Dreams and nightmares are the way that child communicates anxieties. The dream has an important integrating function that helps to make sense of, put into memory daily experiences.
Nightmares are when child wakeups from it being terrified, it is remembered as a very vivid dream and intense experience. It occurs in the late part of the night.
“The parent’s task is to listen and help children deal with the force of their dreams – the actual having of the nightmare may be a useful path to self-awareness for the child about the fierceness of his own emotions” (Daws 1989).
Terr (1987) suggested that nonverbal toddler can’t express their emotions by telling the dream this could predispose the toddler to nightmares, telling the dream could have a therapeutic effect on a child (Bathory & Tomopoulos, 2017).
Having a nightmare and remembering it the next morning can cause a child to be frightened to go to bed or sleep.
Some children experiencing night terrors that are confused by parents with nightmares.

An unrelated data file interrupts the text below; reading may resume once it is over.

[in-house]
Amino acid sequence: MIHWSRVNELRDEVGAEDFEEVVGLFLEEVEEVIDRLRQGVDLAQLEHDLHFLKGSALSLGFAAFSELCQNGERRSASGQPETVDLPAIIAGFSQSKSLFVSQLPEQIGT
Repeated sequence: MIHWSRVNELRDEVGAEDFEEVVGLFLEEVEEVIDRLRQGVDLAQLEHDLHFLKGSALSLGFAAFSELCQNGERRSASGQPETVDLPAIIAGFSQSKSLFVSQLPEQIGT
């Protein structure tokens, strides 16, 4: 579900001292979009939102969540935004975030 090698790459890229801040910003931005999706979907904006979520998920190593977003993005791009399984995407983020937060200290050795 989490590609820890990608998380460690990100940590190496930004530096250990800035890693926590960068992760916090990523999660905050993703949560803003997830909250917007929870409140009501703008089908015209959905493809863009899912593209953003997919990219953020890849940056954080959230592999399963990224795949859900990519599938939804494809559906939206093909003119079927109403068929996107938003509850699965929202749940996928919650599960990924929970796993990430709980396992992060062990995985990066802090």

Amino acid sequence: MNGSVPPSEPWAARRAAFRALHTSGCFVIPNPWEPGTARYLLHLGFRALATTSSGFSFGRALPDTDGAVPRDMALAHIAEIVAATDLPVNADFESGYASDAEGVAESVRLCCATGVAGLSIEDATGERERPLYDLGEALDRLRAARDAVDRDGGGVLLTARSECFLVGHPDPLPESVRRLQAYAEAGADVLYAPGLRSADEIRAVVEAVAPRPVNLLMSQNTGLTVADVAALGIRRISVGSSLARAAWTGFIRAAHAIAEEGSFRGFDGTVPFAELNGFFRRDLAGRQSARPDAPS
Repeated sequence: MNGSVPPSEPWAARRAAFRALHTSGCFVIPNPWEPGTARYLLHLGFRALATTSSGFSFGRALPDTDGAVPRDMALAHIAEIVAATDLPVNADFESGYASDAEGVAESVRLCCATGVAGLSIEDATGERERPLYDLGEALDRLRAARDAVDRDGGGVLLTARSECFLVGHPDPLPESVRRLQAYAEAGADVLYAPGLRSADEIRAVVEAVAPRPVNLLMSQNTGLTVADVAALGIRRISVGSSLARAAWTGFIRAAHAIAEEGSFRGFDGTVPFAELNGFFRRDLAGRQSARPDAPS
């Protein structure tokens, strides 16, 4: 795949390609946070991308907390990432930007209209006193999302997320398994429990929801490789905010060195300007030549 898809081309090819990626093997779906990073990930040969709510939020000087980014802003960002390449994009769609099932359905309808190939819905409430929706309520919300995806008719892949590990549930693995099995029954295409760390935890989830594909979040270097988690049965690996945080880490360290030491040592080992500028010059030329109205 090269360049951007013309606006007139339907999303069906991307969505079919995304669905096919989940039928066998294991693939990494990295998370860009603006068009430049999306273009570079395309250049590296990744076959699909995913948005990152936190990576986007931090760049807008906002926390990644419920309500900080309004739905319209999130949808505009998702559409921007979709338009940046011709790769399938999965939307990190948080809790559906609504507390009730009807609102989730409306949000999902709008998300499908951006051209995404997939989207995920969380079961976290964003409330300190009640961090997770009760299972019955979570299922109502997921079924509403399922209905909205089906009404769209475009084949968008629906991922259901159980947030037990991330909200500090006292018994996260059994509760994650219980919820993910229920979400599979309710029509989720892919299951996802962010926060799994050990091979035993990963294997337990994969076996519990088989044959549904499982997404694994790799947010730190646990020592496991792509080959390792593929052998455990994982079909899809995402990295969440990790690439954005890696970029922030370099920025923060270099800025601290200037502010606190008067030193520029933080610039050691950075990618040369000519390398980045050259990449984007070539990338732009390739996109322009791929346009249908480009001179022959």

Night terrors are not dreams but rather triggered out of deep sleep- not REM (Broughton, 1968). It usually happens in the first two hours of sleep and it contains, awaking in terror, scream, sweating, sometimes sleepwalking. Usually, sleepers don’t remember anything in the morning, that makes it different from the nightmare. Night terrors are usually reported between the age of 3 to 8 (Hartman, 1984).
It is important to deal with the child calmly. Night terrors could be associate with a genetic tendency in the family or environmental or emotional factors, stress or a difficult period in the family.